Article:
Validation of a computerized scoring system for foreign body aspiration: An observational study

Patrick Stafler, Yuval Nachalon, Yoram Stern, Moshe Leshno, Meir Mei Zahav, Dario Prais, Gili Kadmon

Research output: Contribution to journalArticlepeer-review

Abstract

Objective: The diagnosis of foreign body aspiration (FBA) is challenging. In a previous study, we developed a computerized scoring system (CSS) to support decision-making. In the present study, we aimed to validate it on a further cohort. Study Design: In this observational study, 100 children referred to the emergency department of a tertiary pediatric hospital for suspected FBA and treated according to standard protocol, were assigned a probability score using the CSS, between 0 and 1 (0, very low probability; 1, very high). The diagnosis of FBA was based on bronchoscopy, and if discharged without bronchoscopy, determined via telephone questionnaire, 4 to 6 months after discharge, supplemented by clinical re-evaluation and bronchoscopy, if respiratory symptoms persisted. Results: Thirty-five out of 100 children (35%) underwent bronchoscopy with 12 of 35 (34%) positive for FBA. Sixty-five patients were discharged without bronchoscopy and completed a telephone questionnaire. Seven patients required clinical re-evaluation for persistent respiratory symptoms, in two out of them, additional bronchoscopies were performed and were negative. The CSS median probability score was 0.94 in patients with FBA, as compared to 0.73 in patients without FBA (P =.007). The CSS area under the receiver operating curve was 0.74. At a probability score threshold of 0.6, the sensitivity and specificity were 100% and 41%, respectively. Conclusion: The present validation study suggests a high sensitivity of the CSS for the identification of FBA in children. We suggest that it might aid decision-making with regard to the need for bronchoscopy in children presenting to the emergency room.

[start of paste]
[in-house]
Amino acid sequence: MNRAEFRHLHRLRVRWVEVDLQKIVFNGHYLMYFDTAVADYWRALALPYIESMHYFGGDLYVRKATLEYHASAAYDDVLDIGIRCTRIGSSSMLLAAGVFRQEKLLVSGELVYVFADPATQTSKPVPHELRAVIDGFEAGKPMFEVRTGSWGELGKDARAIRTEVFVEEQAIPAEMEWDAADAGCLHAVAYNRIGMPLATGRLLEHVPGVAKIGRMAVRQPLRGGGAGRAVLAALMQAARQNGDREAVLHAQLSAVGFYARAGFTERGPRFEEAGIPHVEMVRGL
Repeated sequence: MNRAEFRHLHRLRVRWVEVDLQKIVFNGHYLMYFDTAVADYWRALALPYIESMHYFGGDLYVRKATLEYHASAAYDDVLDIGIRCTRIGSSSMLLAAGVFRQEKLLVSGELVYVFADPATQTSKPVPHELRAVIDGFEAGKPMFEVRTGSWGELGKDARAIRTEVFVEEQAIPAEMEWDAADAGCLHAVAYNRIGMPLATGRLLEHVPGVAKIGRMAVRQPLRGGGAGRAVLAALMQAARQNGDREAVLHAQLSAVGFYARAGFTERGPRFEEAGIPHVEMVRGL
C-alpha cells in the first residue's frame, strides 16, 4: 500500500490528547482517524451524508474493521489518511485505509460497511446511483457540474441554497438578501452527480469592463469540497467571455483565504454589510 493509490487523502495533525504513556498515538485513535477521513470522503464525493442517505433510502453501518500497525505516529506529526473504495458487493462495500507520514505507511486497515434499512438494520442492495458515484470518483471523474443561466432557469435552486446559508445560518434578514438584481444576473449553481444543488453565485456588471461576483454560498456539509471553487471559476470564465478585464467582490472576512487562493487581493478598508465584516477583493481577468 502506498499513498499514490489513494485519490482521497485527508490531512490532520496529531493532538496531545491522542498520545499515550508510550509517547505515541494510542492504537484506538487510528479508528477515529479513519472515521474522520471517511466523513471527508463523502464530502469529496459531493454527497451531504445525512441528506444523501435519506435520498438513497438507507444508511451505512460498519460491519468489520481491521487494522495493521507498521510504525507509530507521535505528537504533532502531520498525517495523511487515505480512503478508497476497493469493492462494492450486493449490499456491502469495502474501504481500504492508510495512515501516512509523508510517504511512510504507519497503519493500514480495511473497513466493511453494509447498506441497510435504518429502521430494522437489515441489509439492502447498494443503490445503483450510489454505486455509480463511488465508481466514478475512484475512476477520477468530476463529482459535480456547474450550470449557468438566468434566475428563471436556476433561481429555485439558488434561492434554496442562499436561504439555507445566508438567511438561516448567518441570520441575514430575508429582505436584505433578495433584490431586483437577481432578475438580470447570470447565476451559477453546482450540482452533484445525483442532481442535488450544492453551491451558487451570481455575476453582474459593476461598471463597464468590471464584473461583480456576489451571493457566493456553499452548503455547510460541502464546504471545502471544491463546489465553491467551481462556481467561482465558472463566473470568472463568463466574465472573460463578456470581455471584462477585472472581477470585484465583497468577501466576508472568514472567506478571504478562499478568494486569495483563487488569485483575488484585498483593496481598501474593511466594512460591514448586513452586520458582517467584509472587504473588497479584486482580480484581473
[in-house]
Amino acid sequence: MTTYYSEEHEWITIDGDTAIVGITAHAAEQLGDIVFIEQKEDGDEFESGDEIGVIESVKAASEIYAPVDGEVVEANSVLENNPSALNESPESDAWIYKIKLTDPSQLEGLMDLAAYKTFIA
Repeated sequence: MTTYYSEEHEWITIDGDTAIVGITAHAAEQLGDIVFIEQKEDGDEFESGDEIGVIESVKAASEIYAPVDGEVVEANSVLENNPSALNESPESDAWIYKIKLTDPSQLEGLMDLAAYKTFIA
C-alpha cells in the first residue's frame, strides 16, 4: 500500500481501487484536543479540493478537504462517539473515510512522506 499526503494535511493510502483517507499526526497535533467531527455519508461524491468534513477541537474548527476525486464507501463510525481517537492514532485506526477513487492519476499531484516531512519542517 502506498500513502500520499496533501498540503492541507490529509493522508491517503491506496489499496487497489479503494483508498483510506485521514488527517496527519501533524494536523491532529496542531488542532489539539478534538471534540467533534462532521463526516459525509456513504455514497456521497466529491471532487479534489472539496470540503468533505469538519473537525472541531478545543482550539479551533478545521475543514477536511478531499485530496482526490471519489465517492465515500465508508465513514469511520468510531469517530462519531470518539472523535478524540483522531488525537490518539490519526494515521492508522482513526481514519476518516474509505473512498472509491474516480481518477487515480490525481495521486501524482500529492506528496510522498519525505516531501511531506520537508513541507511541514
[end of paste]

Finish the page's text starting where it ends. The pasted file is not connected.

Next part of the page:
Original languageEnglish
Pages (from-to)690-696
Number of pages7
JournalPediatric Pulmonology
Volume55
Issue number3
DOIs
StatePublished - 1 Mar 2020

Keywords

  • algorithm
  • bronchoscopy
  • computer
  • diagnosis
  • risk assessment

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